With the distribution of twenty-seven red hats at a special Vatican consistory on February 22, the Roman Catholic College of Cardinals will assume new proportions both in overall size and in non-Italian strength.

Out of a total of 103 cardinals, only 32 will be Italian. For centuries the college has been dominated by Italians.

Two North Americans were named, Archbishop Lawrence J. Shehan of Baltimore and Archbishop Maurice Roy of Quebec.

There was surprise in some quarters that Archbishop Patrick A. O’Boyle of Washington, D. C., was not elevated. The American capital city has never had a cardinal despite the fact that the administrative machinery of Roman Catholicism in the United States is headquartered there. The fact that the senior see, Baltimore, is so close to the politically prestigious see of Washington is a complicating factor.

The new cardinals include the second Negro African prelate to be elevated to cardinalitial rank. He is Archbishop Paul Zougrana of Upper Volta. Another cardinal-designate is Archbishop Owen McCann of Capetown, South Africa.

Archbishop John C. Heenan of Westminster, England, and Archbishop William Conway of Armagh, Ireland, were among the occupants of primatial sees who were elevated. So was Roy of Quebec.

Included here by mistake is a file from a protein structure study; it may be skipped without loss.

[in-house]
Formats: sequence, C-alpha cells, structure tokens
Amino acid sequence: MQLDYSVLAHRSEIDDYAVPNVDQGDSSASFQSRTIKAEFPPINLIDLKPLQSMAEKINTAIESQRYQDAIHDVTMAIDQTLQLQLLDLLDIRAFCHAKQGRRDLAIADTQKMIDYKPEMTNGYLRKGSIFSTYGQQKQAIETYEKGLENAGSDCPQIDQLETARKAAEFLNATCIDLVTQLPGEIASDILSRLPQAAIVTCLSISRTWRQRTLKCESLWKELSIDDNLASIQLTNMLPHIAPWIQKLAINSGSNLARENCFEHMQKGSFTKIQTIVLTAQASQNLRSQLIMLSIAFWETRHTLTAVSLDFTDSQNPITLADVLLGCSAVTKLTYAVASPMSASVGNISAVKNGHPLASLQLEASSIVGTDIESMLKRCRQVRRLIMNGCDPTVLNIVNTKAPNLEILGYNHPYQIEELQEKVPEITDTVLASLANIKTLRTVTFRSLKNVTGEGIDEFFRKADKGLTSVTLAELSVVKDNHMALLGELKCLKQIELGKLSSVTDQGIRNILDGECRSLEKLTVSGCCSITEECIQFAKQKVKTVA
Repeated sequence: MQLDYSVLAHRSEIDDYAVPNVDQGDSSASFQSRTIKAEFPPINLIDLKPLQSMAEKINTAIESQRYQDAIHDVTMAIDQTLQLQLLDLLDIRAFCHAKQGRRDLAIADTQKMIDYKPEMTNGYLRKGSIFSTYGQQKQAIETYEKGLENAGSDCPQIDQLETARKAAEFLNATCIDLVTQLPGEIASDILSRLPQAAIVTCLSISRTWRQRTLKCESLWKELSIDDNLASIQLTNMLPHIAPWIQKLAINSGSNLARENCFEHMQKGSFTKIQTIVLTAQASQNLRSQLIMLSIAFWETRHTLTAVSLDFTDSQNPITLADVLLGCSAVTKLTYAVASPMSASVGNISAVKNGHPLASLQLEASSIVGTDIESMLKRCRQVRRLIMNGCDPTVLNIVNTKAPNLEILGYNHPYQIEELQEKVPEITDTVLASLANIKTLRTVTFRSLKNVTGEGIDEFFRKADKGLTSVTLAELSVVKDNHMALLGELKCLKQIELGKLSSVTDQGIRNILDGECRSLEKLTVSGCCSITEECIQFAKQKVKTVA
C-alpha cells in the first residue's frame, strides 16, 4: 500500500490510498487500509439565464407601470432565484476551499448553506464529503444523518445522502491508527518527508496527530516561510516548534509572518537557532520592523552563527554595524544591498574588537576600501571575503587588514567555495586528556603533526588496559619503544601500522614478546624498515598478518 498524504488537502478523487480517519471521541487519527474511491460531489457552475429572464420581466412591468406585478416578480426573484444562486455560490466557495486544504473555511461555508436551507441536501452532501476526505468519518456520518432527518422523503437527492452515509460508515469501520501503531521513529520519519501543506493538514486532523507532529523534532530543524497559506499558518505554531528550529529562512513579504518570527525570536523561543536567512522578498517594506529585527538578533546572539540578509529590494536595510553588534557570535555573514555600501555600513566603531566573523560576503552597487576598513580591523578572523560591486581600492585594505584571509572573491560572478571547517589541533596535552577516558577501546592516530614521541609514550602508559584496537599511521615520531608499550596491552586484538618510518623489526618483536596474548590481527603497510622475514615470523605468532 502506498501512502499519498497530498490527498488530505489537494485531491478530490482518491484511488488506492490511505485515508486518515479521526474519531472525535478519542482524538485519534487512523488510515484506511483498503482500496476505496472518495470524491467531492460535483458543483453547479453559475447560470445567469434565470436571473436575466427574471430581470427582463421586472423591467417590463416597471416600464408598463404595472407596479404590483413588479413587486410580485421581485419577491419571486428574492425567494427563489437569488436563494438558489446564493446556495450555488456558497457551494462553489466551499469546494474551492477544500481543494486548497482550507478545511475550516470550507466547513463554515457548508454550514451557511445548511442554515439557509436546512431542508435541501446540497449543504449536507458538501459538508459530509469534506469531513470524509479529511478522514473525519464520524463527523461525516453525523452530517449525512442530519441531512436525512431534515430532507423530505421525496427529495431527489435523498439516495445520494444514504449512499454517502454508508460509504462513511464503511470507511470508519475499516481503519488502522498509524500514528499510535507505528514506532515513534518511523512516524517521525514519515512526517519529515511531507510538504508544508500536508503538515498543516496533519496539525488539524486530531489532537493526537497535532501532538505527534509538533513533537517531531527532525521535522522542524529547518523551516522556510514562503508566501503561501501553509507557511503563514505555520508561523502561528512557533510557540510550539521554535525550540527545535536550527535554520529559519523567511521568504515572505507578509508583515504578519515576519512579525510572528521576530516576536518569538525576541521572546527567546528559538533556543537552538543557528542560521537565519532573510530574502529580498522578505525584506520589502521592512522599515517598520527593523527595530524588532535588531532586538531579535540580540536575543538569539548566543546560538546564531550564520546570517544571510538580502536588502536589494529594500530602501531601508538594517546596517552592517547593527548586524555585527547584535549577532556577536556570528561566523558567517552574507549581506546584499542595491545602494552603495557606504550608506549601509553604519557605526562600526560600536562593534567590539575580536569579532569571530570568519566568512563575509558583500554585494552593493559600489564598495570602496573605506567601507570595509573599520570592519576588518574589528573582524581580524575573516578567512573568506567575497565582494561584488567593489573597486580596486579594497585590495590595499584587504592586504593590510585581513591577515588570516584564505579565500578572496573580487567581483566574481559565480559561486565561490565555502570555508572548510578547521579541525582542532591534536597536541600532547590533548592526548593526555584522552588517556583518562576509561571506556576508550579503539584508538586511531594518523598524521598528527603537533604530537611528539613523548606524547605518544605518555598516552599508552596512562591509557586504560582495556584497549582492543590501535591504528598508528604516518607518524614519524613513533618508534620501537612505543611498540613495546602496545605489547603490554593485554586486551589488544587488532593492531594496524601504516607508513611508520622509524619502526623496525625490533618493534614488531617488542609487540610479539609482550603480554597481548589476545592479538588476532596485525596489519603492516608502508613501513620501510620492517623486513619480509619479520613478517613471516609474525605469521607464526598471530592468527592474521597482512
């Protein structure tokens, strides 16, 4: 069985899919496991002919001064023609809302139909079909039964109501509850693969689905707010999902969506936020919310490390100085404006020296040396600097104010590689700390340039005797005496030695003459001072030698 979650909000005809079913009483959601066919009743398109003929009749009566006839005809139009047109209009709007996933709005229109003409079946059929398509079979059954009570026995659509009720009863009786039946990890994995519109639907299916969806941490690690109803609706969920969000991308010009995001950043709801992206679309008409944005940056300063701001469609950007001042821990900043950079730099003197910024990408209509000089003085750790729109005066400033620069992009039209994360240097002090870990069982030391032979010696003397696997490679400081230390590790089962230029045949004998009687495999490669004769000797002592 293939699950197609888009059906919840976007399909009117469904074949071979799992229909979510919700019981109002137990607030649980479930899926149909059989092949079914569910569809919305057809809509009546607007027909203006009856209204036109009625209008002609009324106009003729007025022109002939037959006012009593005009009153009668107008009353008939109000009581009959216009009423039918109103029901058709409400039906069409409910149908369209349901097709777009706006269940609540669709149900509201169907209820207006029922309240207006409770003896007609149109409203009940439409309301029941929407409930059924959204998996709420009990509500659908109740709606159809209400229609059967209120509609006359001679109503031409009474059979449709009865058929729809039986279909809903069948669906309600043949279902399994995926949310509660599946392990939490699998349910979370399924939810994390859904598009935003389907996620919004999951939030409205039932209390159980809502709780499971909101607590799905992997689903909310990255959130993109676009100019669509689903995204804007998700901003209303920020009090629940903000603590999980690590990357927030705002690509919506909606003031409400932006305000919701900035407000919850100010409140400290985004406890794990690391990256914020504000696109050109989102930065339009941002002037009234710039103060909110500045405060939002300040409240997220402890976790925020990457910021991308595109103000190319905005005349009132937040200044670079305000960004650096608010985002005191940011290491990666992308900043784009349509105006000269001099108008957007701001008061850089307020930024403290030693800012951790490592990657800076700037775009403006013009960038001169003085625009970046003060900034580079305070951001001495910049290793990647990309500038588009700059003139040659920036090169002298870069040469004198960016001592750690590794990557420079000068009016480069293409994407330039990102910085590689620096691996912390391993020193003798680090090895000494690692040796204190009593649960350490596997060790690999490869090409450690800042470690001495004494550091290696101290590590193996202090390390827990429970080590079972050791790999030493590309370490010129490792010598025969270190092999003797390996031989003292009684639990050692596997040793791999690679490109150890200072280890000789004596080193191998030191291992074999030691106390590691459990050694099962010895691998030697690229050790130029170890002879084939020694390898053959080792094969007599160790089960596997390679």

Three prelates from the “Church of Silence” won red hats: Ukrainian Rite Archbishop Josyf Slipyi of Lwow, Poland, who was released in 1962 after eighteen years of Soviet imprisonment; Archbishop Josef Beran of Prague, Czechoslovakia; and Archbishop Franjo Seper of Zagreb, Yugoslavia. Beran was released after twelve years of Communist detention in 1963, but still remains under virtual house arrest and has not been permitted to resume his archiepiscopal post. Seper’s see was the one occupied by Aloysitts Cardinal Stepinac, who died in 1960 in strict Red-imposed detention and isolation following his release from prison after serving one-third of a sixteen-year term for alleged offenses against the state.

Three Eastern Rite patriarchs also were chosen: Melchite Rite Patriarch Maximos IV Saigh of Antioch, Maronite Rite Patriarch Paul Peter Meouchi of Antioch, and Coptic Rite Patriarch Stephen I. Sidarouss of Egypt.

Six of the new cardinals are Italians and three are French. In addition to the three patriarchs and the new members of the college from the United States, Canada, Africa, Poland, England, Ireland, Czechoslovakia, and Yugoslavia, there is also one cardinal-designate each from Germany, Ceylon, Brazil, Spain, Belgium, and Switzerland.

Pope Paul VI broke precedent by elevating three priests drawn directly from the ranks: Father Giulio Bevilacqua, the pontiff’s confessor; Msgr. Charles Journet, a Swiss theologian and sociologist; and Msgr. Joseph Cardijn of Belgium.

Protestant Panorama